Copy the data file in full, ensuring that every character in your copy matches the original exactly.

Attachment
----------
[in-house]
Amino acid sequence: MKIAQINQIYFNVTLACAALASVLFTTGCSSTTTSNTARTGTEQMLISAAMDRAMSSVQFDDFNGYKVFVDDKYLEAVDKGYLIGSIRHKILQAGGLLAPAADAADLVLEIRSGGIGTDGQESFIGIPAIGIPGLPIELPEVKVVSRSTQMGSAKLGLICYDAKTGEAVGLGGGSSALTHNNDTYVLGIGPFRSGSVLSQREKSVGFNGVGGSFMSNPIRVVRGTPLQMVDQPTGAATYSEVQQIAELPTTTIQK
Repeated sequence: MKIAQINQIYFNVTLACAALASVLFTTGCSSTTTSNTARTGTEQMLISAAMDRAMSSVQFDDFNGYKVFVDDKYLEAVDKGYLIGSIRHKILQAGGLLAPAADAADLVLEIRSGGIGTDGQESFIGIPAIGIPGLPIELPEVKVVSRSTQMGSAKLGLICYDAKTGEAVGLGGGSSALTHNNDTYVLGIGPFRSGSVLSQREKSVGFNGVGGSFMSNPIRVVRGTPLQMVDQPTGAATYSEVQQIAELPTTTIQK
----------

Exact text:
[in-house]
Amino acid sequence: MKIAQINQIYFNVTLACAALASVLFTTGCSSTTTSNTARTGTEQMLISAAMDRAMSSVQFDDFNGYKVFVDDKYLEAVDKGYLIGSIRHKILQAGGLLAPAADAADLVLEIRSGGIGTDGQESFIGIPAIGIPGLPIELPEVKVVSRSTQMGSAKLGLICYDAKTGEAVGLGGGSSALTHNNDTYVLGIGPFRSGSVLSQREKSVGFNGVGGSFMSNPIRVVRGTPLQMVDQPTGAATYSEVQQIAELPTTTIQK
Repeated sequence: MKIAQINQIYFNVTLACAALASVLFTTGCSSTTTSNTARTGTEQMLISAAMDRAMSSVQFDDFNGYKVFVDDKYLEAVDKGYLIGSIRHKILQAGGLLAPAADAADLVLEIRSGGIGTDGQESFIGIPAIGIPGLPIELPEVKVVSRSTQMGSAKLGLICYDAKTGEAVGLGGGSSALTHNNDTYVLGIGPFRSGSVLSQREKSVGFNGVGGSFMSNPIRVVRGTPLQMVDQPTGAATYSEVQQIAELPTTTIQK